Instead, for the last seven years, President Bush overloaded our nation's shopping cart with mountains of Twinkies, making a mad dash to the parking lot -- hollering back to the checkout clerk, "Just put it on our kids' tab!" Republican snake charmers assure us, "Balanced budgets don't matter; we can spend all we want now and worry about it sometime and somewhere later." Well, that sometime is now, and that somewhere is the quivering on Wall Street and your declining dollar.

Have you noticed all the higher prices all around? A debased dollar is the late payment fee for having not lived within our national means.

When your or I run out of cash at the grocery checkout stand, the impact hits hard and fast: We pull unnecessary stuff out of our carts as fast as we can.

With the federal budget there's more flex -- but sooner or later, chickens come home to roost and the numbers must add up.

Those "chickens" now clamor and demand that we quickly match the contents of our national cart with the reality inside our nation's wallet. Yet, while the world gawks and giggles at profligate America, Bush keeps piling the Twinkies high in our cart.

Bush's 2008 budget spends $410 billion more than we take in on taxes. Astonishingly, Bush threw in an 8 percent Twinkie increase in military spending -- bringing the military bill to $600 billion for 2008 alone.

To offset that prideful indulgence, he's tossed out cases of Medicare, education and highway funds.

We're broke at the checkout line, but Bush buys cartons of cigarettes while holding back on milk and meat for our kids.

In the troubled times ahead, we've all got tough choices to make.

Most of us have lived at least somewhat beyond our means. So now we have to take the ego hit and reduce or eliminate spending on what we can't really afford. Appearances must give way to hard reality as we readjust our lifestyles to sustainable budgets.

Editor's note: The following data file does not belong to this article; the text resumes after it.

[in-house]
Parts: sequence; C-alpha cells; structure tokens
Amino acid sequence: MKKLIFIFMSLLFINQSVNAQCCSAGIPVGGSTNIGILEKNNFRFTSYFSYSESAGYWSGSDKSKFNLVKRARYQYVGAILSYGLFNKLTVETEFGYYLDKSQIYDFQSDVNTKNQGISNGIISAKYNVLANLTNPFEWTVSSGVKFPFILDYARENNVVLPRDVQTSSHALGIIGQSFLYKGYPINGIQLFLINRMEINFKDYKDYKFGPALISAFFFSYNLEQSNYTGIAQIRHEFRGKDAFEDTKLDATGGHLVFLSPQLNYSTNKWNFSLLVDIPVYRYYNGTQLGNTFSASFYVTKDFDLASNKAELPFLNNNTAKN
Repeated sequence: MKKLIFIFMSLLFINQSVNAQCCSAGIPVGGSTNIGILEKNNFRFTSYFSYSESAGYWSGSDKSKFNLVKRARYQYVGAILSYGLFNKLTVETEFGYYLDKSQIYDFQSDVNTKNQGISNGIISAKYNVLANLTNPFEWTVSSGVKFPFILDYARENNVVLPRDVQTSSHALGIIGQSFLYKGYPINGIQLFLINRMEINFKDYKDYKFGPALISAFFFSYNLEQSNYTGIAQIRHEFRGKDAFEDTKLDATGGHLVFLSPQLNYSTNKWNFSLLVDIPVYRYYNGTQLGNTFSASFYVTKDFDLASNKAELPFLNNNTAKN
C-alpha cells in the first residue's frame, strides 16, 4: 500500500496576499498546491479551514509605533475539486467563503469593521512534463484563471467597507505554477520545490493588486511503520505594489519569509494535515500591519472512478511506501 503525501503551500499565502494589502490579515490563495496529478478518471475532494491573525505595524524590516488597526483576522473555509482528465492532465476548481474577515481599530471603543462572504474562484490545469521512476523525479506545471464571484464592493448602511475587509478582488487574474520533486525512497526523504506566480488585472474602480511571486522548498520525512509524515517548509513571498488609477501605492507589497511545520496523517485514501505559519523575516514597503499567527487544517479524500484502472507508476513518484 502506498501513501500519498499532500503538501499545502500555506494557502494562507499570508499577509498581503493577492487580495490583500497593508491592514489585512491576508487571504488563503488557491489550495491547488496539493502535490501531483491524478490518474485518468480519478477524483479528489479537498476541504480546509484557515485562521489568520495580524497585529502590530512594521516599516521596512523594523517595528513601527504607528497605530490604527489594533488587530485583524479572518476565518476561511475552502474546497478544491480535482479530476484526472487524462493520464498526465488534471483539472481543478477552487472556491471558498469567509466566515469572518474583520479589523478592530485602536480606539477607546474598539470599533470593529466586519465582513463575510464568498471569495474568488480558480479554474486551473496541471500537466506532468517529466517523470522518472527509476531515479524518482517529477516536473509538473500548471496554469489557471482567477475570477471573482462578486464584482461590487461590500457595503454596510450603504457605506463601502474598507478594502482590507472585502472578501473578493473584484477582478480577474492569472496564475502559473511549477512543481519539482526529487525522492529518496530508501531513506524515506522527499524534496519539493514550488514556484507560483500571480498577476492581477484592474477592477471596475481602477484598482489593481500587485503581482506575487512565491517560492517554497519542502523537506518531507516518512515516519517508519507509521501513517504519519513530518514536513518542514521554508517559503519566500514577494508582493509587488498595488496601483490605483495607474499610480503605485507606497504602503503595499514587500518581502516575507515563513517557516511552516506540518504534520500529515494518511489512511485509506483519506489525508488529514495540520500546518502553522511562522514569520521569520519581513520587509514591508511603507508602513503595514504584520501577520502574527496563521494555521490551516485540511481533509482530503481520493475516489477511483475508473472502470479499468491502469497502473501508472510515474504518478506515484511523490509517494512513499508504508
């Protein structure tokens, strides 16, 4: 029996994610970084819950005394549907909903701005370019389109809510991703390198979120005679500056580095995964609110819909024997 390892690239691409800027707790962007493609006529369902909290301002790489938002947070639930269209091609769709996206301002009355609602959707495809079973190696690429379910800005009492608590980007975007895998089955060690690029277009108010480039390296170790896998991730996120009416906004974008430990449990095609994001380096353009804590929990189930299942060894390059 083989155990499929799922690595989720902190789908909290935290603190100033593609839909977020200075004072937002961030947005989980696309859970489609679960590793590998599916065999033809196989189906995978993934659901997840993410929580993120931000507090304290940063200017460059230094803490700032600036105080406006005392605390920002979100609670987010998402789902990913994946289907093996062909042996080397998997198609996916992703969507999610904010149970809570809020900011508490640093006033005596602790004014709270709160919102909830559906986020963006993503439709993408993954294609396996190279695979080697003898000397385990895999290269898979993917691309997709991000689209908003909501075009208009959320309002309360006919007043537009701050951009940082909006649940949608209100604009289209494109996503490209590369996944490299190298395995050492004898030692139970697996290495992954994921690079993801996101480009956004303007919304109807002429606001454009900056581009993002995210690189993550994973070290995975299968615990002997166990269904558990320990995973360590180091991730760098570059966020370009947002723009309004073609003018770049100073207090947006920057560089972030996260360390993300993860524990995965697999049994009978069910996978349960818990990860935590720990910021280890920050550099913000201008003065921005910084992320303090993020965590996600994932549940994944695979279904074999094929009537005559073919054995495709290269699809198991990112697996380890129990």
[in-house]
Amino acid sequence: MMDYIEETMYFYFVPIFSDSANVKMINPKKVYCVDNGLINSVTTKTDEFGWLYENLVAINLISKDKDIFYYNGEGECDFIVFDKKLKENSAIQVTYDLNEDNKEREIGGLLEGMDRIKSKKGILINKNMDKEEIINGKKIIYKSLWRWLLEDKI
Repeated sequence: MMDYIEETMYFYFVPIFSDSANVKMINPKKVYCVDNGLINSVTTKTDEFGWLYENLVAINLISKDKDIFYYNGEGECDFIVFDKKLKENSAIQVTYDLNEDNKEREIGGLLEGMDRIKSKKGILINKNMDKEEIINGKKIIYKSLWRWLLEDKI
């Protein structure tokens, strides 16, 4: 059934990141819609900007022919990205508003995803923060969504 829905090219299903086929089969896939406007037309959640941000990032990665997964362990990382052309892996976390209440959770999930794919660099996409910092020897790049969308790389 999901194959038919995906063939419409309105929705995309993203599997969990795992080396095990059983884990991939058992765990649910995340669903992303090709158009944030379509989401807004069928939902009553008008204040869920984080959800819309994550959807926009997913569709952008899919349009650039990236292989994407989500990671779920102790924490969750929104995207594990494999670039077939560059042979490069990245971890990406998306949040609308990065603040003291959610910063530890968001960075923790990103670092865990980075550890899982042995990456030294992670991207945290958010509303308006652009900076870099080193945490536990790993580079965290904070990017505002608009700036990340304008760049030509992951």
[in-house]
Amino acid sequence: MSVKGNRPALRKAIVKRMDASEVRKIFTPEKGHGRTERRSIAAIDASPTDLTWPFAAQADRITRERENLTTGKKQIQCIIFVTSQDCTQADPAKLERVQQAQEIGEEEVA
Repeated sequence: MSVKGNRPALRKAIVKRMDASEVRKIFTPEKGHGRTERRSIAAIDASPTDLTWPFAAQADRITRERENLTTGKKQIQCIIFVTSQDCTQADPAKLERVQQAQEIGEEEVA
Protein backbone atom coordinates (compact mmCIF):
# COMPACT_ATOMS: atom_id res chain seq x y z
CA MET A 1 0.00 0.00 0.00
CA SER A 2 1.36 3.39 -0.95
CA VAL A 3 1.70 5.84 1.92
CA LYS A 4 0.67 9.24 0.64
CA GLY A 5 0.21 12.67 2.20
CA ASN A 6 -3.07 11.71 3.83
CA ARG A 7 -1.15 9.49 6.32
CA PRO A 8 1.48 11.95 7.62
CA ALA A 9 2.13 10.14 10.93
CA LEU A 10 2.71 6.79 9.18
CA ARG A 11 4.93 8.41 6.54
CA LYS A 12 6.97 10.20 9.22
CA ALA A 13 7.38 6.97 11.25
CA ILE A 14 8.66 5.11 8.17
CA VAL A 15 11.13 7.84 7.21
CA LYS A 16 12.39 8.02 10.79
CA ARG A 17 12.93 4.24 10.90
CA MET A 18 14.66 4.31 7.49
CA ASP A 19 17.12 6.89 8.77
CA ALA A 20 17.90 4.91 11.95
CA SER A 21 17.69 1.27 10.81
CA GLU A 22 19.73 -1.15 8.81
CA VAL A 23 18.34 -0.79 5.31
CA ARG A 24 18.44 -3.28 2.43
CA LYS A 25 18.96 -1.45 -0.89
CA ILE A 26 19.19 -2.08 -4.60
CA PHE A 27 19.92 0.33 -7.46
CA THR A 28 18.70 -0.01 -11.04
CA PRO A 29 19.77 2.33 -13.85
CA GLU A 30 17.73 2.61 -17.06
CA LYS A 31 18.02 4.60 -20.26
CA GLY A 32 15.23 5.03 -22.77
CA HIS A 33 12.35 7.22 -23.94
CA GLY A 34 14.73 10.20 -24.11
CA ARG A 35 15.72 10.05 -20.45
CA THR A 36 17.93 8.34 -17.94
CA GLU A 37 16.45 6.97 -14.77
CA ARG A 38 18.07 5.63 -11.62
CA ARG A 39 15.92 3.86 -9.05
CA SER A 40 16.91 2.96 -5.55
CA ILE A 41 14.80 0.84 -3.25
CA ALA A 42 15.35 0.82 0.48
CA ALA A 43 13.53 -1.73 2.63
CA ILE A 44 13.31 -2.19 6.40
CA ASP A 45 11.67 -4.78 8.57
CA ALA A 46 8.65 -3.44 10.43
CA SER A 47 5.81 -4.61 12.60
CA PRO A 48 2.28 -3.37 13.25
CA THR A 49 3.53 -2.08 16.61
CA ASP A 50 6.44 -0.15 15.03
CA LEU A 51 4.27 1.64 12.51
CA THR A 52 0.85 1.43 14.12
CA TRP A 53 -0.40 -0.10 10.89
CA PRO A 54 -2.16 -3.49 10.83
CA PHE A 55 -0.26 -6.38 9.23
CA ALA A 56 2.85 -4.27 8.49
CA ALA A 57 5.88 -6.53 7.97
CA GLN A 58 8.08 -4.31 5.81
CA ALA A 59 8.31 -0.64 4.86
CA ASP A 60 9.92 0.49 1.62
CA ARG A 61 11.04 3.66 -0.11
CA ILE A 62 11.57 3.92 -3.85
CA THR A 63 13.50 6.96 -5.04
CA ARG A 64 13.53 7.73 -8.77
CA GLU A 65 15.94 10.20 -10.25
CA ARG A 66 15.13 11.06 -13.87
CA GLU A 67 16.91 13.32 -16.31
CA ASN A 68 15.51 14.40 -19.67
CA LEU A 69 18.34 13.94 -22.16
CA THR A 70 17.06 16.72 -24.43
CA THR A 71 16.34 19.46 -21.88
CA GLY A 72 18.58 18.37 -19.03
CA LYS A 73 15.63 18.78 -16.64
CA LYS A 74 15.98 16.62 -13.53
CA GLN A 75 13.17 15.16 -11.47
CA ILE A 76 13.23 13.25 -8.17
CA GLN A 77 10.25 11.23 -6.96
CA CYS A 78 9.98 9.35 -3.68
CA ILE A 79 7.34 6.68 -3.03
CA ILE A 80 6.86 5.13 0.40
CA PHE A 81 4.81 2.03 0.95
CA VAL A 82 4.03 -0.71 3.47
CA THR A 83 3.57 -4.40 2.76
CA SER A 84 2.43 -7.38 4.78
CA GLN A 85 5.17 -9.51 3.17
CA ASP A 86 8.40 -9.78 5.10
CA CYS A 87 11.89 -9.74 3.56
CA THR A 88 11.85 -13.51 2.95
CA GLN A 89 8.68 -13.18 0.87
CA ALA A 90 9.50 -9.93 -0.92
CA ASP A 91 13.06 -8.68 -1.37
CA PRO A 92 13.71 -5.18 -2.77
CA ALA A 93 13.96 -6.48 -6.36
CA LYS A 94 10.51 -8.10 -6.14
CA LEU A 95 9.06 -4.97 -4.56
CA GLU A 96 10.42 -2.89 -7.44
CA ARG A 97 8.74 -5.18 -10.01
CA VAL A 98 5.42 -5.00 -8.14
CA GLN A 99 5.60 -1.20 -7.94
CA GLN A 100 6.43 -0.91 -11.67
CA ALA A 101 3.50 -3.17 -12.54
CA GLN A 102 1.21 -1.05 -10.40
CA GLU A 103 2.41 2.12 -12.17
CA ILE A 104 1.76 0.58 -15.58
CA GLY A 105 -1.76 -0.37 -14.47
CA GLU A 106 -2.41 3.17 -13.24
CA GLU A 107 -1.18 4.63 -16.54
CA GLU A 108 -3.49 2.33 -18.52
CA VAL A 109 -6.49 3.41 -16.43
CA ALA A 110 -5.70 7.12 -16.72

It's a humbling process, but we've got to do it quickly -- as our creditors won't wait indefinitely while we fumble around with our wallets.

Meanwhile, under economic duress, America faces its own humbling cash crunch. America has its own hard choices as to "what to leave in, and what to leave out." That $3.2 trillion budget already includes $600 billion for interest payments. We can't borrow more just to keep up appearances of empire. Our budget must reflect our core priorities and our actual ability to pay for them.

It's crunch time at the nation's checkout stand.

Guns or education. International adventurism versus national investment.

Real necessities or national ego. Our pride is on the line -- while the world watches what we put in and take out of our cart.

Let's hope we make wholesome purchases over the Twinkies we've been forced to purchase for the past seven years. Chose right, and our credit gets stronger. Chose wrong, and we'll be kiting our checks for Twinkies -- while our credit and dollars become worthless at the world's markets.

Balancing budgets is hard and humbling. But at least once its done, there's peace of mind and security for the future. This is as true for our nation as it is for us personally.

Gary Horton lives in Valencia. His column reflects his own views and not necessarily those of The Signal.